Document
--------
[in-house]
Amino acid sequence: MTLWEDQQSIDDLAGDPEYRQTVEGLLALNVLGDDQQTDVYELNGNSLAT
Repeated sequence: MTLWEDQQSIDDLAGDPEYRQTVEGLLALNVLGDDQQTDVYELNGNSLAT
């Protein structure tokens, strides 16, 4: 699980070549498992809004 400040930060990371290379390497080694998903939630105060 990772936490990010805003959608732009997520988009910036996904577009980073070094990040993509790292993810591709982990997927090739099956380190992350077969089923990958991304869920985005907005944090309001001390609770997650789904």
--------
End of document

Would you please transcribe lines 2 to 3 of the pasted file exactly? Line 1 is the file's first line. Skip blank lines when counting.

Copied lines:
Amino acid sequence: MTLWEDQQSIDDLAGDPEYRQTVEGLLALNVLGDDQQTDVYELNGNSLAT
Repeated sequence: MTLWEDQQSIDDLAGDPEYRQTVEGLLALNVLGDDQQTDVYELNGNSLAT